The Online Photographer

Check out our new site at!

Saturday, August 05, 2006

Steven B. Smith's American Suburban West

By Robert Pinsky

2005 was the year I recognized a cultural force alien to me: a rebellious, defiant vitality rooted in the American suburban West.

That may sound like a joke. It sounds paradoxical or absurd to me, an Easterner. Here are two examples, profoundly disparate, of what I mean, one from television and one from art photography: the animated series "South Park" and Steven B. Smith's collection of photographs, The Weather and a Place to Live, winner of the 2005 Honickman Prize in photography.

With each new season, the pre-adolescent characters in South Park, Col., enact more daring, unruly versions of reality. Those foul-mouthed yet innocent falsetto voices demolish cant from the left and the right. Mealy-mouthed moderation and evangelism, sanctimony secular as well as religious, get what they deserve, and the setting is a Western town a half-hour from Denver, a place where shopping mall culture and Main Street (site of "Tom's Rhinoplasty") thrive in co-existence. Even Hell and Heaven become part of the system with South Park Elementary School at the hub.

Smith's black-and-white photographs share some visual qualities with the cartoon-colored townscape of the TV series: stark expanses where the monumental blankness of a Utah or Colorado sky meets the equally blank geometry of irrigation pipes or two-car garages. Between mountains and fences, between a tremendous rock face and giant stacks of plywood, Smith's images record not so much a contrast as two violent absences joining as a single force. Landfill, seedling, turnabout, heating coil collude with the sky and mountains in a triumph of disproportion: scale not so much confused or lost as irrelevant: a loss of footing that is a visual equivalent for the moral goofs and chasms of South Park.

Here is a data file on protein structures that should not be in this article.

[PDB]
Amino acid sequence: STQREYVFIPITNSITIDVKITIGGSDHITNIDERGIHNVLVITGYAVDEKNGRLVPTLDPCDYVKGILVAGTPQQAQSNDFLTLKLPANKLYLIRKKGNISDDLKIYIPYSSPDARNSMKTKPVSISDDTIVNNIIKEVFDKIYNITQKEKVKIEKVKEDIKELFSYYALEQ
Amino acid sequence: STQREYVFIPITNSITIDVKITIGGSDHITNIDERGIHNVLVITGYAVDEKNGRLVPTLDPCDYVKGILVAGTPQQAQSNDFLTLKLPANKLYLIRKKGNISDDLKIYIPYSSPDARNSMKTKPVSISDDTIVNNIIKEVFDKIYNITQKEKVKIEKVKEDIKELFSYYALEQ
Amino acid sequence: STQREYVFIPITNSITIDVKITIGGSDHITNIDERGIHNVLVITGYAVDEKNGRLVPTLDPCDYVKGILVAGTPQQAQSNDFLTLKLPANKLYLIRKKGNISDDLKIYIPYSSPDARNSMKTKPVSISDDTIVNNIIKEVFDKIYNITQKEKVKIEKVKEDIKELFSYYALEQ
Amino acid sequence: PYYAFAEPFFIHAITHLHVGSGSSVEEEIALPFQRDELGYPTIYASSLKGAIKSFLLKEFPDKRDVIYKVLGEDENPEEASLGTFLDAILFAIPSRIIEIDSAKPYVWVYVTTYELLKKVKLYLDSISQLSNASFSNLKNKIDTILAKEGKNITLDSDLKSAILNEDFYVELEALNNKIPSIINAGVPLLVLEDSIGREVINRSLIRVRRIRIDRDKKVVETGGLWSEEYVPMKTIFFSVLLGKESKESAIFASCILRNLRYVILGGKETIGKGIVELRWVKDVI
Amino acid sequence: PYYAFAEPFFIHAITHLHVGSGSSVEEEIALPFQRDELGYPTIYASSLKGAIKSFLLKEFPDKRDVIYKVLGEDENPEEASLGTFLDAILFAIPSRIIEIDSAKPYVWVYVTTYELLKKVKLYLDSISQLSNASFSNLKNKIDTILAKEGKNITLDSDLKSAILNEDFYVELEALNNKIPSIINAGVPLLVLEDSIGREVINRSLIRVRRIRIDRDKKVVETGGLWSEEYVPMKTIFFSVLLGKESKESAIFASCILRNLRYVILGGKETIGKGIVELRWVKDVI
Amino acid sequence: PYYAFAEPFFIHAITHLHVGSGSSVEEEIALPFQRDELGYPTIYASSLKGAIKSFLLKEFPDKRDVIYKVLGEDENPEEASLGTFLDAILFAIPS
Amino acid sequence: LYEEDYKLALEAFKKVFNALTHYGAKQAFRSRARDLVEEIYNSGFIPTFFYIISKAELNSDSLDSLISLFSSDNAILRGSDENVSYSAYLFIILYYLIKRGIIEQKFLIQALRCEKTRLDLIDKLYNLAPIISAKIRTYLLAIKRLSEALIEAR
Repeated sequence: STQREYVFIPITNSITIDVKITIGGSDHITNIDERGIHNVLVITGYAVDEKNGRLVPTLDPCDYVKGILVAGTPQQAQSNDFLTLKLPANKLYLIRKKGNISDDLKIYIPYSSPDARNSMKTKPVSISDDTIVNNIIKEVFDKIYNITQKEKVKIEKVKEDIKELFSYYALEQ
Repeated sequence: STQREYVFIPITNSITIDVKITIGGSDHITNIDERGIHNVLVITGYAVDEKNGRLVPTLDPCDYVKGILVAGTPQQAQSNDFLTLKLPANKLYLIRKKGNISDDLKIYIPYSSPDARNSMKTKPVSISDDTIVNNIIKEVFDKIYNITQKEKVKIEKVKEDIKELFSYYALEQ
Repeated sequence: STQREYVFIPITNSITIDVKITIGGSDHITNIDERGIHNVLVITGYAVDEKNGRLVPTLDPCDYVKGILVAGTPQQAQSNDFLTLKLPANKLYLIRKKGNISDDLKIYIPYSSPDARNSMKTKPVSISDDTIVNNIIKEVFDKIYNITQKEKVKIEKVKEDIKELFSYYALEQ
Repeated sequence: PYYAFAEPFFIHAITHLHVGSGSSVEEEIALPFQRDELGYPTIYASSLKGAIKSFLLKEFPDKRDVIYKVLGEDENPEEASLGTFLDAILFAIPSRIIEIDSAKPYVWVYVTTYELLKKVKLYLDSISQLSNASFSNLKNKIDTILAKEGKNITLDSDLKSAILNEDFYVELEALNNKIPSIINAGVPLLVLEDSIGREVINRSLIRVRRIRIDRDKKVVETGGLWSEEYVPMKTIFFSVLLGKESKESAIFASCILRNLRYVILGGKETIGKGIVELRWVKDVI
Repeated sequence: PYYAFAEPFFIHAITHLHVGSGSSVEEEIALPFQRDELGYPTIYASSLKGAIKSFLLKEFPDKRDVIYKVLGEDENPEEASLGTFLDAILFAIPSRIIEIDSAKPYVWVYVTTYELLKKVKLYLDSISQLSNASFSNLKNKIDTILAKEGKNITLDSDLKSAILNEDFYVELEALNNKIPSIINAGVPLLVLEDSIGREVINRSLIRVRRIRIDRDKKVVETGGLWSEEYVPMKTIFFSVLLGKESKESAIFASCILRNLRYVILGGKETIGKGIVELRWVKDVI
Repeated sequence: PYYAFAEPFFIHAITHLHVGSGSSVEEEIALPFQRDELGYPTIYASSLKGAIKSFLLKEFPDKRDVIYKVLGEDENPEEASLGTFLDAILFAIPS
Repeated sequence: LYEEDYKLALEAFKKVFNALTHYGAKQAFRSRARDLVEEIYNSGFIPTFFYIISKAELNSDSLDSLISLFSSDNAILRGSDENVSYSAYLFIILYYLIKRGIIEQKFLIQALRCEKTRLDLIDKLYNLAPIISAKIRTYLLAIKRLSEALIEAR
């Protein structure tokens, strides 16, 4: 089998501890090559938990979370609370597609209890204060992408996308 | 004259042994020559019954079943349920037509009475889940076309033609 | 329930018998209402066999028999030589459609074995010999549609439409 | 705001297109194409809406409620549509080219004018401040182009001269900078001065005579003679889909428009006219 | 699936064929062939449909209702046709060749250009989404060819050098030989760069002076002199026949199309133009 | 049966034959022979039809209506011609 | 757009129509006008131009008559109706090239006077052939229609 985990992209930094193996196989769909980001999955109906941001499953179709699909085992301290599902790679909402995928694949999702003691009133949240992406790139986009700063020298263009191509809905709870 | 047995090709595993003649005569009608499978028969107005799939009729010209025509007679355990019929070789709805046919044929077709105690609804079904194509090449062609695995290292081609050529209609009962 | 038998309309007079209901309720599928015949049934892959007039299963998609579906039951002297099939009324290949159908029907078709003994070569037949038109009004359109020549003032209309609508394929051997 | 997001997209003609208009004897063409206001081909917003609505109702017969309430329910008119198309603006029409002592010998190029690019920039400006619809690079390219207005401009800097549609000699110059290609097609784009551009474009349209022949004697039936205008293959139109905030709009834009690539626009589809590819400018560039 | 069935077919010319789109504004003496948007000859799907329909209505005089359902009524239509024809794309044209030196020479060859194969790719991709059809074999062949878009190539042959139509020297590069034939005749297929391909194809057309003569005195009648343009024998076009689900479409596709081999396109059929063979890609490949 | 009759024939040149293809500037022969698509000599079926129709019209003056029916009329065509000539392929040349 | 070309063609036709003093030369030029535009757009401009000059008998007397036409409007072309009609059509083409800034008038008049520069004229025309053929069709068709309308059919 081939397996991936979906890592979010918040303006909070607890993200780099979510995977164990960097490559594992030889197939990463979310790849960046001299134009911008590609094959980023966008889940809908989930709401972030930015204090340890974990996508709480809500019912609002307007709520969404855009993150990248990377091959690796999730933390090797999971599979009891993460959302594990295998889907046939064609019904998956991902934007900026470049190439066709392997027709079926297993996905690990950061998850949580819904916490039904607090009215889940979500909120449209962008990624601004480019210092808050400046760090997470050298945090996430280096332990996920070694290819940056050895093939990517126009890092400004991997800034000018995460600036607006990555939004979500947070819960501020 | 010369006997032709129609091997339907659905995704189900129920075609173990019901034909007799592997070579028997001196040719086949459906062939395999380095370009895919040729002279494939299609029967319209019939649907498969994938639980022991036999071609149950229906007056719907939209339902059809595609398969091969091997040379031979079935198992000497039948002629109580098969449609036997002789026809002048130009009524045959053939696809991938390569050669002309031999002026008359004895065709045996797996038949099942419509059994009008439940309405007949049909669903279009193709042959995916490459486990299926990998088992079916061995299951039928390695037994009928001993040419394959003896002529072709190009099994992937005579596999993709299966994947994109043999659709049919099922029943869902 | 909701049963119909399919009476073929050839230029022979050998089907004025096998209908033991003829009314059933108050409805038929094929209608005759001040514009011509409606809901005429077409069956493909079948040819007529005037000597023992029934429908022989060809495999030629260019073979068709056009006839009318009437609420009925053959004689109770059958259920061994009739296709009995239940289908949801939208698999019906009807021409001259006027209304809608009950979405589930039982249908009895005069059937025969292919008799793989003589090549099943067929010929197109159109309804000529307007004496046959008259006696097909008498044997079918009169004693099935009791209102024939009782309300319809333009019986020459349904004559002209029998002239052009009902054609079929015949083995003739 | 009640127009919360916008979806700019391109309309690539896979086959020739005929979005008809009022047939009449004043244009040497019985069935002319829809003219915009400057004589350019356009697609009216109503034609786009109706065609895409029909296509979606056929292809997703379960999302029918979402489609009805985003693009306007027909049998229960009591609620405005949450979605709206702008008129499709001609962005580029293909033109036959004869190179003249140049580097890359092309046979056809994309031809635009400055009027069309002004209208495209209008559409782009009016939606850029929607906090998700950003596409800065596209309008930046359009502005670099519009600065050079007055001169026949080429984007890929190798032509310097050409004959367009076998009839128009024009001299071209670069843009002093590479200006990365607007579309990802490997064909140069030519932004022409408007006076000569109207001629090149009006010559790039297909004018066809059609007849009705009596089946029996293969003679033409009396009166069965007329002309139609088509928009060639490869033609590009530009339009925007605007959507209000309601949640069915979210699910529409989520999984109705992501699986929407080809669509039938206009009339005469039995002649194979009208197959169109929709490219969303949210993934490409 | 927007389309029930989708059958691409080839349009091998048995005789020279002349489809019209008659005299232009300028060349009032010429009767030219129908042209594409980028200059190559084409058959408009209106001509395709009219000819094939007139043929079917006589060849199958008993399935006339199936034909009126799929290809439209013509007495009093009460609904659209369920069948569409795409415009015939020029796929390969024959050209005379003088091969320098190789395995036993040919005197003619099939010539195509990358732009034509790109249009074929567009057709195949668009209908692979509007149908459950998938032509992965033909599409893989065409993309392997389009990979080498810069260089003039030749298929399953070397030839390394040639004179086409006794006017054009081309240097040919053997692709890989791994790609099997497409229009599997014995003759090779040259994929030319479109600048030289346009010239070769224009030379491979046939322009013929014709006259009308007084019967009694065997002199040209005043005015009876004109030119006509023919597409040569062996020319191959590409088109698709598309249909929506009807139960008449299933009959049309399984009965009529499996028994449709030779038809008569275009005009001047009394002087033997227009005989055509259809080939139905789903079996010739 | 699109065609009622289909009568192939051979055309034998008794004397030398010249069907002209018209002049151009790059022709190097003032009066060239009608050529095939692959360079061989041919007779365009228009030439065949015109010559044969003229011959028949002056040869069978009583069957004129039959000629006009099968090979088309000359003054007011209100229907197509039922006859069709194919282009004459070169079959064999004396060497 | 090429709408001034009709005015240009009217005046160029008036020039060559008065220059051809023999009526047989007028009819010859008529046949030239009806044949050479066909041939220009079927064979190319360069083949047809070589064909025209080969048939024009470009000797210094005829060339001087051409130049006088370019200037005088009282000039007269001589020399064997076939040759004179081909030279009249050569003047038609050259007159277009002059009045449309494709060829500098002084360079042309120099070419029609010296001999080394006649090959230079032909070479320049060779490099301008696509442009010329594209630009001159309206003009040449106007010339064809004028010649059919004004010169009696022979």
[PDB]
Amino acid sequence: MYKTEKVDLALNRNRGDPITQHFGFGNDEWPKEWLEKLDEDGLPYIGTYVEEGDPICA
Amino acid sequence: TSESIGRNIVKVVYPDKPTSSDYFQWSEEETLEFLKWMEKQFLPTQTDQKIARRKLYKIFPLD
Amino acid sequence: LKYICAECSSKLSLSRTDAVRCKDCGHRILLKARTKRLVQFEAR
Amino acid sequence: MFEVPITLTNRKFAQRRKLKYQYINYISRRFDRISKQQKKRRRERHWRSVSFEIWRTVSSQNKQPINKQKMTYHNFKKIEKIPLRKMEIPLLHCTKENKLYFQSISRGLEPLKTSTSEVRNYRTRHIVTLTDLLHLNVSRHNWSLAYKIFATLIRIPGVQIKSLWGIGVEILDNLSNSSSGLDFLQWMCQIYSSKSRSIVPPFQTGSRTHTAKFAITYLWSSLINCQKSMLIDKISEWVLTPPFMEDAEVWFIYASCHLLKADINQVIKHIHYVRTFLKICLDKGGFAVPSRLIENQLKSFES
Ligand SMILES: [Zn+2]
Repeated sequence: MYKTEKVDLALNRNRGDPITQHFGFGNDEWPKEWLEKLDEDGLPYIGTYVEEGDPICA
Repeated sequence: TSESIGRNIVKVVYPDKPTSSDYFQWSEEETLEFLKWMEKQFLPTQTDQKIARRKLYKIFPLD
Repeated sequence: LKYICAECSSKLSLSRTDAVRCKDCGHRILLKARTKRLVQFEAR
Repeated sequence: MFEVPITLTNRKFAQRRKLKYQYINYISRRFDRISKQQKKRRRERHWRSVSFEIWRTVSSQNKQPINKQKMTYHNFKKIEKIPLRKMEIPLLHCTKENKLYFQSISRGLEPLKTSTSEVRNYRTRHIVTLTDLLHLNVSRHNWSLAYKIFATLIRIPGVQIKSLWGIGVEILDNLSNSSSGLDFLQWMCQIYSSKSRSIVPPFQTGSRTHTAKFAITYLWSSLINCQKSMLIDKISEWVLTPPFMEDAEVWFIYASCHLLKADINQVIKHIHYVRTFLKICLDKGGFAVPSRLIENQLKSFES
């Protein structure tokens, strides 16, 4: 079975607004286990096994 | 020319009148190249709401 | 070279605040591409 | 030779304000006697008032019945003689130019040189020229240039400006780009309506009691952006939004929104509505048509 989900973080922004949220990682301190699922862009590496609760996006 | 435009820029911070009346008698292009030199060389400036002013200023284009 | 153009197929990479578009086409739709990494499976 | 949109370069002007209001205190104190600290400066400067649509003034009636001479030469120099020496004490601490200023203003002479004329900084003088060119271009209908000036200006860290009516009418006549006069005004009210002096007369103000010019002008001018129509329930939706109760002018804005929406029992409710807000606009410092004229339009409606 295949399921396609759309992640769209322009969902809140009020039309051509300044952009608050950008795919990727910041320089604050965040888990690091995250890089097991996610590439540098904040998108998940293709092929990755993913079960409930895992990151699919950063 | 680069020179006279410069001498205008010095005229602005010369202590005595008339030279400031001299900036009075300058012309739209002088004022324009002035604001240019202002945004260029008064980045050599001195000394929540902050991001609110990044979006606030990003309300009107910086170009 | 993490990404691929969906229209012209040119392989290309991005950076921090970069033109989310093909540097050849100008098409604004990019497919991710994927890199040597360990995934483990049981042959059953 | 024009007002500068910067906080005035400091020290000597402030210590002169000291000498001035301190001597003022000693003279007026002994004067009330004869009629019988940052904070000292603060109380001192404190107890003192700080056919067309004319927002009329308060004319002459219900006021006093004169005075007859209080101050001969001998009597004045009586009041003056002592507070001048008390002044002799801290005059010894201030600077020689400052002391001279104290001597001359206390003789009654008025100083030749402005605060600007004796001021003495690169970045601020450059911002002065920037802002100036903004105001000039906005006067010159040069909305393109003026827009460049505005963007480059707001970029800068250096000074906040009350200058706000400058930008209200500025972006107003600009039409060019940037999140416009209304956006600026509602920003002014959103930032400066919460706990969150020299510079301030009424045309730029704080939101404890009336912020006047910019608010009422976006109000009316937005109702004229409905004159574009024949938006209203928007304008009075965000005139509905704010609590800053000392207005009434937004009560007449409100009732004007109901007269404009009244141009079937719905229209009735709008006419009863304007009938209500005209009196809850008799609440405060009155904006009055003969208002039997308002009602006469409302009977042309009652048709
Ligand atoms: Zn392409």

The deadpan, improvised juncture of immensity and triviality: that harsh, uninflected tone shared by these amazing works is different from my New Jersey ways and sensibilities. It is different from the language of poetry, too. (On the other hand, Smith's title does come from a poem, James McMichael's book-length meditation on Pasadena, Four Good Things.) But like true poetry, they peel away my automatic responses, and invite me to look again.


from The Year in Culture 2005, Slate,


Blogger Joe Reifer said...

Looking forward to checking out Mr. Smith's book. My favorite suburban study hands down is Bill Owens' book Suburbia. Maybe it's because I grew up in the 1970's, but something about the humor just floors me. I was also happy to see that Bill's book Our kind of people: American groups and rituals is going to be reprinted. It's truly an underrated cult classic.

4:02 PM  

Post a Comment

<< Home